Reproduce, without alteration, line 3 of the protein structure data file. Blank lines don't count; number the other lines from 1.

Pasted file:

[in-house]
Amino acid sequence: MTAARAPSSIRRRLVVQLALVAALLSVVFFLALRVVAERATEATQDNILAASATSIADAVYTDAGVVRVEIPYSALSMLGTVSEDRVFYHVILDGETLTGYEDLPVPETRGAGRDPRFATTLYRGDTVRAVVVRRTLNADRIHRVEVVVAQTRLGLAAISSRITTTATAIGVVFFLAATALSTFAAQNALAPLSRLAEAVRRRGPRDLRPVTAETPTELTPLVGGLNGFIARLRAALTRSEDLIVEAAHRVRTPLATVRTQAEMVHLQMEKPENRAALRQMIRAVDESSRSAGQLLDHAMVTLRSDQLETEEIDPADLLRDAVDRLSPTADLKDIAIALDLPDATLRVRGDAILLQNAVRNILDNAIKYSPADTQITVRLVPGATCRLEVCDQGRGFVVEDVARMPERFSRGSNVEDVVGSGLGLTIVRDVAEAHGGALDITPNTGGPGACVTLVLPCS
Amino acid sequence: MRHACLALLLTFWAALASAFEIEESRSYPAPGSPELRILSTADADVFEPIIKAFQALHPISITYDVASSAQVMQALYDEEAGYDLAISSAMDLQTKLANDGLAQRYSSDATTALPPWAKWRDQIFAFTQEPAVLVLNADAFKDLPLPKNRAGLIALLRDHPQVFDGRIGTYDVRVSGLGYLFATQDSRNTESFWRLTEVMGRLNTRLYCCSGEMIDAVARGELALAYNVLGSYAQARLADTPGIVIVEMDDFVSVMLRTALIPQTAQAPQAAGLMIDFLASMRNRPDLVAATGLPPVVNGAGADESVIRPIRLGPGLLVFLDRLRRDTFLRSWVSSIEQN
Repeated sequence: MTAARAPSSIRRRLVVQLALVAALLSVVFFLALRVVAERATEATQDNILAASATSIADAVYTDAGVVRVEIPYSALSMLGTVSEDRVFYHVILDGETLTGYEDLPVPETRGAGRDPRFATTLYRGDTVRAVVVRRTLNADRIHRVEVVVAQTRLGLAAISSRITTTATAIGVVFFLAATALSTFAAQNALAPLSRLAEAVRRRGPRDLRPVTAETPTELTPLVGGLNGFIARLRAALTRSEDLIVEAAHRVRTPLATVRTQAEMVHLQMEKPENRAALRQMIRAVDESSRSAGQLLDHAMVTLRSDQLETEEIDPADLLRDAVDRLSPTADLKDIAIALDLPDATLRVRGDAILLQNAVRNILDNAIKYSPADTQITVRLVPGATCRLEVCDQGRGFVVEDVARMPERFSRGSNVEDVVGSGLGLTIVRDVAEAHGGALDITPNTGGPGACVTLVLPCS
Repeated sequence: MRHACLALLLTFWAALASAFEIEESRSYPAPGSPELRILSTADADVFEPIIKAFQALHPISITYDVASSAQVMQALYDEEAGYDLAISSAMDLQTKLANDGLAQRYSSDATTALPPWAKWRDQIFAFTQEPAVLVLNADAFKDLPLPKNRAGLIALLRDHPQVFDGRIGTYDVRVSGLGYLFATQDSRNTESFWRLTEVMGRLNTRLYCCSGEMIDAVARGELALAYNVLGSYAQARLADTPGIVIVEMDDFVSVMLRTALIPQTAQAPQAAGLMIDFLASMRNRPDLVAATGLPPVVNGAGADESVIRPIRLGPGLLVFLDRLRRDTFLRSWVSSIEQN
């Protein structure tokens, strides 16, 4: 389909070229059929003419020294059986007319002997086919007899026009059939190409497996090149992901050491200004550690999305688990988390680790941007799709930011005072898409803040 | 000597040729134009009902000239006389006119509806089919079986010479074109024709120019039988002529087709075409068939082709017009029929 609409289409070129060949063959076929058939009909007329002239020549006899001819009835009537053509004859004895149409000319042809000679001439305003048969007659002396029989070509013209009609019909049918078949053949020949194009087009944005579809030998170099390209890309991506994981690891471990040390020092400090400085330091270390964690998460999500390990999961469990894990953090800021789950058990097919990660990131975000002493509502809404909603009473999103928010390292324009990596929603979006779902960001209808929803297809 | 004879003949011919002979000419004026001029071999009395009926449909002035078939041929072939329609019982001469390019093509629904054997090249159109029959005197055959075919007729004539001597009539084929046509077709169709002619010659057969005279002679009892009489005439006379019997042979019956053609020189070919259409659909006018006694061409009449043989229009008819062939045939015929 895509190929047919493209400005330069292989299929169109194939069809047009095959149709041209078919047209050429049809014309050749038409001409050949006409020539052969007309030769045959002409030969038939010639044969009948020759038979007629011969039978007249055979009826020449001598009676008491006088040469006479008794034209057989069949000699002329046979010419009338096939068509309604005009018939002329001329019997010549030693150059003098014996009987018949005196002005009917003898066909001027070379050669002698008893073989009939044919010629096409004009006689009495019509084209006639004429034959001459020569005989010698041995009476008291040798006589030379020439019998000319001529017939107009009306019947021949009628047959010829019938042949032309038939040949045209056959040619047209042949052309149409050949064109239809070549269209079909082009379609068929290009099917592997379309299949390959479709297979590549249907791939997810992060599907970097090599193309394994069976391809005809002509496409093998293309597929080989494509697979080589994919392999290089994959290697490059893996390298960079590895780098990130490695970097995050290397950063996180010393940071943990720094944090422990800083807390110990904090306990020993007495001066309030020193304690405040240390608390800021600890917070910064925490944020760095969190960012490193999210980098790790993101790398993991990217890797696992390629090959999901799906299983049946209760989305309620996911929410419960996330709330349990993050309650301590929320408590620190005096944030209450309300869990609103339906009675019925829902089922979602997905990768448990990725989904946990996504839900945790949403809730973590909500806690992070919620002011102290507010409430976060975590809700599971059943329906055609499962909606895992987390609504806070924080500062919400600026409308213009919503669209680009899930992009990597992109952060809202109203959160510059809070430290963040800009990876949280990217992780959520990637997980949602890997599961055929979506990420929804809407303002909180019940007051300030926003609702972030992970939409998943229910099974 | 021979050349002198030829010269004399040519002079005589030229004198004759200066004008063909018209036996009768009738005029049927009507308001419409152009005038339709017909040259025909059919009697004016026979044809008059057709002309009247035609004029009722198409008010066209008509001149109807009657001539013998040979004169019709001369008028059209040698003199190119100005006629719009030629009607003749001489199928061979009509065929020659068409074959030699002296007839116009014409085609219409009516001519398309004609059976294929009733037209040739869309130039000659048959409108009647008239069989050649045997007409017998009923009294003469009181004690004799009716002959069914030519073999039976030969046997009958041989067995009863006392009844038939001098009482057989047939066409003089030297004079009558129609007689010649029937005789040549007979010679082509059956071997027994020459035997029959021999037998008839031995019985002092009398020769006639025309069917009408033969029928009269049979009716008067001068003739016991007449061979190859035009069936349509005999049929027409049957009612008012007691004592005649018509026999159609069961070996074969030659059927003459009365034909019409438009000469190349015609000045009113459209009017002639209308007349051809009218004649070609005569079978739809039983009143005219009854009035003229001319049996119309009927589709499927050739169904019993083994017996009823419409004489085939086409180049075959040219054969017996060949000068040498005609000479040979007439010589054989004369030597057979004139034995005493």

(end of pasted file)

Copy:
Amino acid sequence: MRHACLALLLTFWAALASAFEIEESRSYPAPGSPELRILSTADADVFEPIIKAFQALHPISITYDVASSAQVMQALYDEEAGYDLAISSAMDLQTKLANDGLAQRYSSDATTALPPWAKWRDQIFAFTQEPAVLVLNADAFKDLPLPKNRAGLIALLRDHPQVFDGRIGTYDVRVSGLGYLFATQDSRNTESFWRLTEVMGRLNTRLYCCSGEMIDAVARGELALAYNVLGSYAQARLADTPGIVIVEMDDFVSVMLRTALIPQTAQAPQAAGLMIDFLASMRNRPDLVAATGLPPVVNGAGADESVIRPIRLGPGLLVFLDRLRRDTFLRSWVSSIEQN